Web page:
This blog post has a lot more information about hiking Observation Point via the East Mesa Trail. Check out their YouTube channel too – it is one of our favorites!
7. Grotto Trail
Distance + Difficulty: 1 mile roundtrip, easy
Trailhead Location: Behind the shuttle stop at the Zion Lodge (you can access from shuttle stop #5 or #6)
Things to Note: This trail is good for a leisurely stroll and has two different trailhead options
The Grotto Trail is a short and level trail that connects the Zion Lodge to the Grotto Trailhead. You can start the hike either at the Zion Lodge (shuttle stop #5) or at the Grotto (shuttle stop #6).
The trail follows the Zion Canyon Road through a pleasant canyon meadow, and it is a great place to spot wildlife.
This trail makes for a short, pleasant stroll, especially if you are staying at the Zion Lodge. You could also add the Grotto Trail onto the Emerald Pools Trail to extend your hike a bit.
8. The Watchman Trail
Distance + Difficulty: 3.3 miles, moderate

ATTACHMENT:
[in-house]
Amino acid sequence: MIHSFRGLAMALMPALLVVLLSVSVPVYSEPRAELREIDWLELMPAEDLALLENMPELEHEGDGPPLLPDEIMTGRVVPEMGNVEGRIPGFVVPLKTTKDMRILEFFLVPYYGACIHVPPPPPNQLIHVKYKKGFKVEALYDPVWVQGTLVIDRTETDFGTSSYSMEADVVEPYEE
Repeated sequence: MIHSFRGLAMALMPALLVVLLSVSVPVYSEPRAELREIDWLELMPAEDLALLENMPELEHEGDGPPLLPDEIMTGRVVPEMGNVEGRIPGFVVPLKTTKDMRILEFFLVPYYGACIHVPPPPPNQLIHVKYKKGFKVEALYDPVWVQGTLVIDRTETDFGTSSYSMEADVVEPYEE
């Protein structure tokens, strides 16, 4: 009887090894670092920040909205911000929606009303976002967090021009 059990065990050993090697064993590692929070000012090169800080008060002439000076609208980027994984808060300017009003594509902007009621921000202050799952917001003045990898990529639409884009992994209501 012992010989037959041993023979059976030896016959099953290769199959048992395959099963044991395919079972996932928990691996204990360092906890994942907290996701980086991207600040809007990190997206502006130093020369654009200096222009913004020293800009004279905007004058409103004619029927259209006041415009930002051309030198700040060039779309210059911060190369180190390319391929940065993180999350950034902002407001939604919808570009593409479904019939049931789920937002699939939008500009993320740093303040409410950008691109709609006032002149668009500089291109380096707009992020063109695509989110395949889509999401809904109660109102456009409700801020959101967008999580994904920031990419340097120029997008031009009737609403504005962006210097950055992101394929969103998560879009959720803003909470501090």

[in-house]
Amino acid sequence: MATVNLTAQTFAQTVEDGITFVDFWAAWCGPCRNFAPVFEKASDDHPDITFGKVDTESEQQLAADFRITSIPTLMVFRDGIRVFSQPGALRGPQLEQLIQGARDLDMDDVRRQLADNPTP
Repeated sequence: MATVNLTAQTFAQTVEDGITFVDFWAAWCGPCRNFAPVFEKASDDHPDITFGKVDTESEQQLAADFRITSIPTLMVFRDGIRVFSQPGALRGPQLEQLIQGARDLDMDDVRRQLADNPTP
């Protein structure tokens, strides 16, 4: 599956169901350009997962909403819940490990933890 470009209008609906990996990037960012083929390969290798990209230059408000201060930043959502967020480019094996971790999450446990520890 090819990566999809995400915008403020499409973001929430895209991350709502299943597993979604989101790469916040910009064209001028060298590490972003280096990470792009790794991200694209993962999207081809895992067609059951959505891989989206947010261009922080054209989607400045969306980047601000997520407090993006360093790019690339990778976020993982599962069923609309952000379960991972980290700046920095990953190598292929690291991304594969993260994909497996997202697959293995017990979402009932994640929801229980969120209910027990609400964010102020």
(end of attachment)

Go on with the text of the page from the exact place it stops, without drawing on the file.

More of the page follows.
Trailhead Location: Near the Visitor’s Center (shuttle not required)
Things to Note: Moderate drop-offs along the trail, can be muddy when wet
Watchman Trail is a popular 3.3-mile roundtrip hike with about 500 feet of elevation gain, making it a decent workout, but not too difficult.
This hike has wonderful views, especially at sunset. The trailhead is located near the Visitor Center.
The Watchman trail does have some moderate drop-offs to be aware of when hiking with kids. The trail can also be muddy when wet.
Bring along some food and sit on one of the viewing benches or spread a blanket out and enjoy lunch with a view!
9. Timber Creek Overlook Trail
Distance + Difficulty: 1 mile roundtrip (out-and-back)
Trailhead Location: End of Kolob Canyons Road at the Kolob Canyons viewpoint parking lot
Things to Note: This hike is in the Kolob Canyons section of the park, which is 40 miles north of the main Zion Canyon. The hike is on a dirt trail, which can be muddy when wet.